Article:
About halfway through my collaboration, lunchtime had become an uneasy truce. Most of my adult life, I never paid much attention to eating lunch at a certain time. If I was playing tennis or out with friends or working around the house, lunch happened when it happened. That changed when I met John St. John.

He and I would meet at the Parker Center at about ten, head to whatever was scheduled for that day: an interview, check out a previous crime scene, or write and review our work-in-progress. John St. John believed work trumped everything, including eating. I can’t count the number of afternoons I’d go home with a headache because we didn’t have time for anything but coffee.

One fine day, I decided I’d had enough of the St. John starvation diet, so I packed a bag of peanuts into my satchel. When I got hungry, instead ignoring my growling stomach, I cracked a handful of peanuts and threw the shells on the floor.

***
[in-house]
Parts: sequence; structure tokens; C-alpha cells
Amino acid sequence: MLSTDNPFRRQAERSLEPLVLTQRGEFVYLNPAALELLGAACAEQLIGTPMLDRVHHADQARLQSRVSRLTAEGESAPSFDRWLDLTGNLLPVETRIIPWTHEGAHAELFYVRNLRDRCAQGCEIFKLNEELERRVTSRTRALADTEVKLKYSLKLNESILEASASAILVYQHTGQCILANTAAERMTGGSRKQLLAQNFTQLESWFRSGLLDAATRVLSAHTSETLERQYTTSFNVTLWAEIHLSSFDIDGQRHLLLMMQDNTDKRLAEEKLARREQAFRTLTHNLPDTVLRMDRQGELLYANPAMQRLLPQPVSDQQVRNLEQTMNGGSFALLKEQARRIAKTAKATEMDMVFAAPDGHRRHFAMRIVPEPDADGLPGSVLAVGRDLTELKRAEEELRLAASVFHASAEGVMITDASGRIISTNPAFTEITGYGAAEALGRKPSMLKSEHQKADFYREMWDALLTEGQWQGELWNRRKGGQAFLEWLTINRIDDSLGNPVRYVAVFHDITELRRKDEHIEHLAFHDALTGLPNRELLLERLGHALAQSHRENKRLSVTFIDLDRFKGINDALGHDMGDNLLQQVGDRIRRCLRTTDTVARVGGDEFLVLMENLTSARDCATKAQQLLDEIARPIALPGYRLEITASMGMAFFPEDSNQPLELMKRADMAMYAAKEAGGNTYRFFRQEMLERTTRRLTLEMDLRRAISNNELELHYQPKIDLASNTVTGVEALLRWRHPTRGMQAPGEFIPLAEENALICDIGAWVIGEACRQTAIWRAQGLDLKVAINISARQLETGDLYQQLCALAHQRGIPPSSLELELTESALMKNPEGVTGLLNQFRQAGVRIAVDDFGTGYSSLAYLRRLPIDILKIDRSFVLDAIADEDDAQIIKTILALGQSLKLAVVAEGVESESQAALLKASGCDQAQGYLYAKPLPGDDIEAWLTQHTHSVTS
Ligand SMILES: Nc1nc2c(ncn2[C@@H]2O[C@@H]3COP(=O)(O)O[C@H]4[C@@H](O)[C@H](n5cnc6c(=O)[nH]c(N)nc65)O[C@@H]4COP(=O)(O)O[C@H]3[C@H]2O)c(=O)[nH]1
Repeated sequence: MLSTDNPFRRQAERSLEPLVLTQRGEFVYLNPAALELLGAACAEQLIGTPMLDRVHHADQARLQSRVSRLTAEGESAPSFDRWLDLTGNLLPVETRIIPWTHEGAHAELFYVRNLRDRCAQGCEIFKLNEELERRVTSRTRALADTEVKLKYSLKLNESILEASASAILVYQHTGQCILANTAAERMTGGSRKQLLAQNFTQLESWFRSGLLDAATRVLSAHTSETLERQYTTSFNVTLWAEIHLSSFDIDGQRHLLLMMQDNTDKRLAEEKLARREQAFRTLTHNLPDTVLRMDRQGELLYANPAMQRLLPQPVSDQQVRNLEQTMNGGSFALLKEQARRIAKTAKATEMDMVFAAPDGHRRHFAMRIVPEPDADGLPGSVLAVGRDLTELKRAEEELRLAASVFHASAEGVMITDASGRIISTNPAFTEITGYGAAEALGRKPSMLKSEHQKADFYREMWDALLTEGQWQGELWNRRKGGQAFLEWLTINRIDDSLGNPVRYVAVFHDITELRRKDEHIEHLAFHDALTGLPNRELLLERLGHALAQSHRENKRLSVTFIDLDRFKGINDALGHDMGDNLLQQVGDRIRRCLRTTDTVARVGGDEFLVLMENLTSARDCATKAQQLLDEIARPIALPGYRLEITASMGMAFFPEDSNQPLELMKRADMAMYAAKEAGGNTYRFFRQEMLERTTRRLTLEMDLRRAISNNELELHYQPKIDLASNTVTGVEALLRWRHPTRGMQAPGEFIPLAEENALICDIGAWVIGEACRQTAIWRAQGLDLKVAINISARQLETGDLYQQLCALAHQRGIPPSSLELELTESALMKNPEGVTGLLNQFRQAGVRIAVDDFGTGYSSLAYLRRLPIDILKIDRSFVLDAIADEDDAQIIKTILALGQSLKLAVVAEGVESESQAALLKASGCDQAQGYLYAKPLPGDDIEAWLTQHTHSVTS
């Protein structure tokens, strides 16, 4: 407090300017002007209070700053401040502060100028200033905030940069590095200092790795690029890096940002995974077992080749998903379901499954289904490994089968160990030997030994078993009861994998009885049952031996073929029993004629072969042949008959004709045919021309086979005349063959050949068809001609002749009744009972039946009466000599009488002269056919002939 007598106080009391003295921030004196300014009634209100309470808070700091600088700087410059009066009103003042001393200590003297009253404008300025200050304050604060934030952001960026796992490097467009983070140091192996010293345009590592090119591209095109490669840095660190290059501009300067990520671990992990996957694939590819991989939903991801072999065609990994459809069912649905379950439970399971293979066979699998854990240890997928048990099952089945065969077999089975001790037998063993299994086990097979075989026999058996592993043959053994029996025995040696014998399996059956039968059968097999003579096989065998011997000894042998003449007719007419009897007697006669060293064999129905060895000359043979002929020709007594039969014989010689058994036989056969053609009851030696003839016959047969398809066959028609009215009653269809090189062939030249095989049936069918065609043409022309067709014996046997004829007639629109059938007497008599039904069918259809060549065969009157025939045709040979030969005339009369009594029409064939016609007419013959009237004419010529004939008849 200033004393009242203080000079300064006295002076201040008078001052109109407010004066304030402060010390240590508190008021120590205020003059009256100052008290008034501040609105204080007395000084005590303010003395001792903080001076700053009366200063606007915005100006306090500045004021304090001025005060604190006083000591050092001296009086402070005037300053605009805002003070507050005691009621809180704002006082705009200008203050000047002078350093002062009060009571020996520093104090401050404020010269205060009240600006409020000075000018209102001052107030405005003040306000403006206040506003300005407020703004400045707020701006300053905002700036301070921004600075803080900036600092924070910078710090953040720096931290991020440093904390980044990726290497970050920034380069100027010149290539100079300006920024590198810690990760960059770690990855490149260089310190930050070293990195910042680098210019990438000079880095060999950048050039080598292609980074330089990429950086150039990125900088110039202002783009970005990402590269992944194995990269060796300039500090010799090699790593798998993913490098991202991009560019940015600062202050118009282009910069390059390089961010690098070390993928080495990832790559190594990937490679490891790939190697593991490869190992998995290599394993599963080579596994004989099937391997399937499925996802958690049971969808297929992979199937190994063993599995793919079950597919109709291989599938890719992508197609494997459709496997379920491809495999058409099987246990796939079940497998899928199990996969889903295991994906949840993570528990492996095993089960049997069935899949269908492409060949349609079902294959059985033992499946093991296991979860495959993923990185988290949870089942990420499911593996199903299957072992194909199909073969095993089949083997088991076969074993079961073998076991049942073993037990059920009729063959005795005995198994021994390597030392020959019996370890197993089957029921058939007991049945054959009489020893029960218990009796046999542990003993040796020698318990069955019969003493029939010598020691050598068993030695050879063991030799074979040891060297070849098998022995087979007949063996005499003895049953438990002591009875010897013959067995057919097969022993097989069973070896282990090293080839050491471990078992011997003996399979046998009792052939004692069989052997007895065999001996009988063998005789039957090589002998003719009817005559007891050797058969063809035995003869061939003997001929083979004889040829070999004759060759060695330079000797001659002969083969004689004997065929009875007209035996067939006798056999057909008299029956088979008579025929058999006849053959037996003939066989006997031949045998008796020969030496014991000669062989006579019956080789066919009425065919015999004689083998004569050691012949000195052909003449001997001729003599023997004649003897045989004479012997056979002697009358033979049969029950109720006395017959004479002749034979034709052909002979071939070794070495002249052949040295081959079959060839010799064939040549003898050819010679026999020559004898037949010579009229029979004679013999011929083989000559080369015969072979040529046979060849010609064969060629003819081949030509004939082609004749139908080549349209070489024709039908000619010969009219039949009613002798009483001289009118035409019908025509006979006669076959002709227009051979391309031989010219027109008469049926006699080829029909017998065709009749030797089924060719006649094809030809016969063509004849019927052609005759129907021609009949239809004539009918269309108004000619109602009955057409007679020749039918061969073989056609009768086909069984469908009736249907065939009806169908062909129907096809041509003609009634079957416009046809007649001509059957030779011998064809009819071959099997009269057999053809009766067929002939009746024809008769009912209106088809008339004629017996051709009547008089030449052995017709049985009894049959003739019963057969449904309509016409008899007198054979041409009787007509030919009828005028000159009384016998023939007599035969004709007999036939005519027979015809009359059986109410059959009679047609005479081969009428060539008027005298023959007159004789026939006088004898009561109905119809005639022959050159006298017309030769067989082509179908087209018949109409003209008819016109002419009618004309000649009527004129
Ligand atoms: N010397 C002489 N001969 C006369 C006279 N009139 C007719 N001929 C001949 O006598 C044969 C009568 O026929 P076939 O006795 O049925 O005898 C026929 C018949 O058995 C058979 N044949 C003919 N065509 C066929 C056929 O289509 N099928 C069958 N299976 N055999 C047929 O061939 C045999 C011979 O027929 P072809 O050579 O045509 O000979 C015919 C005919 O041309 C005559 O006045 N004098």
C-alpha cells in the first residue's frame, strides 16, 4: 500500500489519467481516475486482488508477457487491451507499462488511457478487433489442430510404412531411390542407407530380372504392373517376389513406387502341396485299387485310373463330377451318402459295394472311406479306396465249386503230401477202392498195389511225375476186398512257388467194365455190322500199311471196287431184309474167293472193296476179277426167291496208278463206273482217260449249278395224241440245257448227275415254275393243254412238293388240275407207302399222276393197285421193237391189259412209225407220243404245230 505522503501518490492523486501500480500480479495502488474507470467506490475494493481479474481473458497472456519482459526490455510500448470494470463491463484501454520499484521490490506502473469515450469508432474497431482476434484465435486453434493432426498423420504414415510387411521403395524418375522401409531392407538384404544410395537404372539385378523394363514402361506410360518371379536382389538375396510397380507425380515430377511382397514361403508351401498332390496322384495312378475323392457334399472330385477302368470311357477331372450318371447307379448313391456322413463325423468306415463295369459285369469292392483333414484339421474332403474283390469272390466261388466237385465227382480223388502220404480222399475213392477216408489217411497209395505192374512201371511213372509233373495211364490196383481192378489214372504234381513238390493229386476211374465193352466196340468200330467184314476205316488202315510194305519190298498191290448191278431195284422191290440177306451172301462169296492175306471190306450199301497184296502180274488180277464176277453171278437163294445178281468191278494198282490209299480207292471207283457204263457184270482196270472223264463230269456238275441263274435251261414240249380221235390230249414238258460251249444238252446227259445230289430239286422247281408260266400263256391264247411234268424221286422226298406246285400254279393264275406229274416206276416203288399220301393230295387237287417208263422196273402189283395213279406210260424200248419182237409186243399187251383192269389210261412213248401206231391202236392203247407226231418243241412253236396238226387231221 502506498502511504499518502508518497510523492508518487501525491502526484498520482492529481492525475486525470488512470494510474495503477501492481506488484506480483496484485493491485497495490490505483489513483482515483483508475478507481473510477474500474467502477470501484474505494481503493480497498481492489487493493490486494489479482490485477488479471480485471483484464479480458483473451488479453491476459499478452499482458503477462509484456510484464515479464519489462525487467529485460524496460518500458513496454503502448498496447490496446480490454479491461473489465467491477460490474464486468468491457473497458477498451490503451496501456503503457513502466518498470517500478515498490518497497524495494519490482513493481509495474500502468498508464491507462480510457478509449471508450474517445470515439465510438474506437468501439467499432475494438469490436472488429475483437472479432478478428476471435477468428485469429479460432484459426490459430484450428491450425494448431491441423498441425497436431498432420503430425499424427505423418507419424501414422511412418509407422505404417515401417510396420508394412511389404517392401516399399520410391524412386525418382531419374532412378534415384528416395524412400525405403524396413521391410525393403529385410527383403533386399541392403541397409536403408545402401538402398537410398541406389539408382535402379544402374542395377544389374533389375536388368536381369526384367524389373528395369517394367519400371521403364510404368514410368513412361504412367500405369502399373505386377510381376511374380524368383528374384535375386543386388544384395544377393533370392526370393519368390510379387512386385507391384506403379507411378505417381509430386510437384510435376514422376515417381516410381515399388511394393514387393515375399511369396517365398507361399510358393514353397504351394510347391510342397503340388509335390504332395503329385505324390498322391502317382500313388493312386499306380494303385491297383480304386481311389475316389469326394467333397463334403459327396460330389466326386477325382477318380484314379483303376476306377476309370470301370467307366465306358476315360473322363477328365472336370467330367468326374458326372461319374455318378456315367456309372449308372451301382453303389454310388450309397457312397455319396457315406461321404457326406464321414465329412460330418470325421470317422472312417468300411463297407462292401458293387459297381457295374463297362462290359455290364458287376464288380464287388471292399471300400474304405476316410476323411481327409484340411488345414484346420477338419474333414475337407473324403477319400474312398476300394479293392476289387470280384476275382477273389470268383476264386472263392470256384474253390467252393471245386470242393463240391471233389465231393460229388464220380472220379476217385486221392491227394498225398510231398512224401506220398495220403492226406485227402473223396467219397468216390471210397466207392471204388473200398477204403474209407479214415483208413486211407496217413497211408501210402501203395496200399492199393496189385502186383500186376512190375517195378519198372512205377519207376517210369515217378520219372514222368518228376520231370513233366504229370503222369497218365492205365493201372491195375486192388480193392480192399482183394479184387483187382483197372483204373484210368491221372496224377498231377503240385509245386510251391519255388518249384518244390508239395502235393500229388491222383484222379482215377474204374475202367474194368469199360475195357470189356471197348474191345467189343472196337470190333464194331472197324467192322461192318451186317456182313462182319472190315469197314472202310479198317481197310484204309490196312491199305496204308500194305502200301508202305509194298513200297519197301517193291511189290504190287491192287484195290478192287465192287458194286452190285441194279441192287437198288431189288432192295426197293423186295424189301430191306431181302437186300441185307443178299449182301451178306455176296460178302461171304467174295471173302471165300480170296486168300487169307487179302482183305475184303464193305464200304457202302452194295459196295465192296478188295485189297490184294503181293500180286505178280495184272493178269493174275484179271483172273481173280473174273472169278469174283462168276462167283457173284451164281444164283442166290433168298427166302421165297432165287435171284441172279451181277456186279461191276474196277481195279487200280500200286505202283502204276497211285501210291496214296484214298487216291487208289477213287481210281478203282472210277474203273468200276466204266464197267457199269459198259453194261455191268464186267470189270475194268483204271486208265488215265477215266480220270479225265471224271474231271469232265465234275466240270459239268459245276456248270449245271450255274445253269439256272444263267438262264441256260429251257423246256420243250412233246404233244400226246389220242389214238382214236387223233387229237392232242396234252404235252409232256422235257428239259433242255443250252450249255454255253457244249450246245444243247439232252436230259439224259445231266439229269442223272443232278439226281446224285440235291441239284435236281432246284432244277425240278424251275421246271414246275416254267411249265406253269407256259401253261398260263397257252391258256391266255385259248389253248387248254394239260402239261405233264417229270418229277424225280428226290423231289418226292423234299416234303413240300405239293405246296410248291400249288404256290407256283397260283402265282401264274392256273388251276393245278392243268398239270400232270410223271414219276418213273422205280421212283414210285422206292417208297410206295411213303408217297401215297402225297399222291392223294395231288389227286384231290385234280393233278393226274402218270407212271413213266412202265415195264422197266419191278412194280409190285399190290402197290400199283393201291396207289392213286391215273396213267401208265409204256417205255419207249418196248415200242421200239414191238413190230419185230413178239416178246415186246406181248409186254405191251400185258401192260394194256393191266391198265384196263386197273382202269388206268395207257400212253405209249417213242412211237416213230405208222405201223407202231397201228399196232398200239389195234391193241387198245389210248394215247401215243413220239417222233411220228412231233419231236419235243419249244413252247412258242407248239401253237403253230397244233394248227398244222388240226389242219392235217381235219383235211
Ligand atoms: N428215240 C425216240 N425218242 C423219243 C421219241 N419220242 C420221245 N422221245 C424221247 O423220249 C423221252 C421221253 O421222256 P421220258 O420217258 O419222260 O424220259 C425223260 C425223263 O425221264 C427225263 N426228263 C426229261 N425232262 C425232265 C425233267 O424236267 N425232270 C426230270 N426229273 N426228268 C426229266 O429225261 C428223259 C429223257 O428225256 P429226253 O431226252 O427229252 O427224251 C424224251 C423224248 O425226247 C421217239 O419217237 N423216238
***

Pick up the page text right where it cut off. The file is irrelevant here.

“What do you think you’re doing?” he asked.

“I’m hungry, John,” I said. “And unless you decide it’s worth it to stop for lunch, I’m going to fill your car with peanut shells.”

He refused to clean the mess. So, did I. The peanut pile got higher and higher. 

His partner accused him of riding around with an elephant. I got used to climbing over peanut shells just to get in and out his car. Finally, his partner gave in and cleaned the mess.

That day we declared a truce in the peanut wars, and he treated me to lunch at the Police Academy. One of his buddies snapped this photo of him wearing a pair of goofy glasses I had in my satchel. I love this photo because it showcased a man who could be tough as nails when it came to work but light-hearted enough to be Groucho Marx when it came to peanut shells.